An added dimension: bread dough coatings and toppings (e.g. seeds, flakes)
Have you considered the addition of a coating or topping on a loaf of bread?
For example, I developed a roast pumpkin bread (pictured) when working at Apex Bakery (Tanunda, Barossa Valley); it was delicious. However, what took it from nice to delicious was the thick layer of pumpkin seeds (pepitas) on the crust. These toasted beautifully in the oven for a popcorn-like flavour in each bite.
Or consider the wholemeal sourdough (feature photo: main page) I made the other day at home; it had a great texture. But the addition of sesame seeds coating the crust, golden and toasty after baking, took it to a new level of amazing flavour.
Also worthy of a mention is the spiced fruits sourdough (now serving as a taster at “Sourdough Bread Intro” classes!) as well. The combination of dates, sultanas and currants with mixed spice is so good. However, pressing the loaf into rolled oats before baking takes the loaf from simple raisin toast flavours to something approaching gourmet toasted muesli breakfast toast. Very nice!
Things to consider:
Flavour domination – some seeds have a strong flavour (e.g. sesame seeds), so think through whether that flavour will complement or dominate. Often coatings complement a flavoured loaf well, but sometimes overpower the simple flavours of a well fermented loaf.
Over-baking or burning – seeds, especially larger seeds are more prone to burning during baking. For the final third of the baking time it may help to check and turn down the oven temperature as required (e.g. 10-20 degreesC) or put a piece of foil or baking paper on top of the loaf instead.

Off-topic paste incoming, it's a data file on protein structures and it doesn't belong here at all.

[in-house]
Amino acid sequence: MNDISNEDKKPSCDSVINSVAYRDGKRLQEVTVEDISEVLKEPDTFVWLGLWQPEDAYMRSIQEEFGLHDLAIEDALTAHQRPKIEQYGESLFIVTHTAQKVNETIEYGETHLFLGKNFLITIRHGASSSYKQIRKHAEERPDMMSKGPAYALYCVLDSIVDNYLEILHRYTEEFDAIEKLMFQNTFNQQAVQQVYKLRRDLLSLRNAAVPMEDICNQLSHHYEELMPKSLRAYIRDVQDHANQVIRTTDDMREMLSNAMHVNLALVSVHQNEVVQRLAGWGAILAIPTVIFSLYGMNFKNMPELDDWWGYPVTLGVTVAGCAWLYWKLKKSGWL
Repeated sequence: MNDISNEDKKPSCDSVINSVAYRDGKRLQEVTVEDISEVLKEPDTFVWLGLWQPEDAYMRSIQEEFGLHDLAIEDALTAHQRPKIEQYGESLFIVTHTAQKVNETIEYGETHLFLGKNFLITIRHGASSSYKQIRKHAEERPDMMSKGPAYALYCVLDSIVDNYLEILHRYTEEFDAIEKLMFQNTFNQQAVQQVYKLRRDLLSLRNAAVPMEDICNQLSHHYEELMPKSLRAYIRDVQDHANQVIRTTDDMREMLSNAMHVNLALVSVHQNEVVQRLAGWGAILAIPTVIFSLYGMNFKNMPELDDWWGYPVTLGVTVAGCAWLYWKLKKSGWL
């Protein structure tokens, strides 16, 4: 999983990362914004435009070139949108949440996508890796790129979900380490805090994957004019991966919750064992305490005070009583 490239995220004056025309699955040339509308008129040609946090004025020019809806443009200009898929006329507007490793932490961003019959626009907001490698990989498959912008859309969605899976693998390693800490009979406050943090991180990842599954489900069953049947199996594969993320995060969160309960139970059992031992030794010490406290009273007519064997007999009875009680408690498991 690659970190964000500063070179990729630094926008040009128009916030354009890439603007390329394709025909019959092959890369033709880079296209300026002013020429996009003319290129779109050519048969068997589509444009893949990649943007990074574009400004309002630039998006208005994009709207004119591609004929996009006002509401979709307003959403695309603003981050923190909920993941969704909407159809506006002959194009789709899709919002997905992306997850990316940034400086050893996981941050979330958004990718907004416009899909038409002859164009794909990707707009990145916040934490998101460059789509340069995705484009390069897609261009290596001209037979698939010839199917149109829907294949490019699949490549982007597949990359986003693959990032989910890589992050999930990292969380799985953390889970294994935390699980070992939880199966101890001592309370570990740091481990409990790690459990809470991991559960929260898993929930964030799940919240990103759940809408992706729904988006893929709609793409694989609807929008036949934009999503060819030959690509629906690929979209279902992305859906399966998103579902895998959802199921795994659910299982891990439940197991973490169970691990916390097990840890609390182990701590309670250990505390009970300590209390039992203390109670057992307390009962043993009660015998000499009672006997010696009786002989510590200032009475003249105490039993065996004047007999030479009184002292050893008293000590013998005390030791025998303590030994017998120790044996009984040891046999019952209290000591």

Not too crunchy – check whether the grain used will be soft enough to eat after being baked as well. Baking tends to dry out the grain. So, kibbled or whole grains (e.g. wheat) will probably break the teeth if left on the outside of the loaf.
How it looks – use a combination of seeds or grains for a contrast and visual appeal (e.g. black and white sesame seeds). Pumpkin seeds add a nice vibrant colour to a grainy seed mixture. Coating the top surface looks different to coating the entire loaf.
Making it stick – generally coating stick and stay stuck when the loaf surface is damp after shaping. So, if the loaf surface is sticky try pressing the loaf into the seeds. Or if it’s dry or has excessive flour, wipe or spray some water across the surface before pressing into the desired coating.
How many seeds – for a generous coating it’s helpful to have a large amount of seeds/oats, etc. This way the entire loaf can be rolled or pressed in with plenty to spare. Alternately, simple sprinkle coating on loaf surface for a lighter touch.
Final rise considerations – generally (not always!) the coating will act as a non-stick barrier between the baking loaf tin or rising container (tea-towel/basket/banneton, etc.) - experiment for individual results. As insurance, a light spray of oil on a loaf pan, or a light dusting of rice flour on tea-towel or banneton will help but isn’t always needed.
Here are a few reasonably easy to source ideas:
White and black sesame seeds; poppy seeds; sunflower seeds; pumpkin seeds (pepitas); rolled oats; spelt flakes; linseeds (flaxseeds); wheat bran; polenta (cornmeal); wheat semolina; wholemeal rye flour… and more!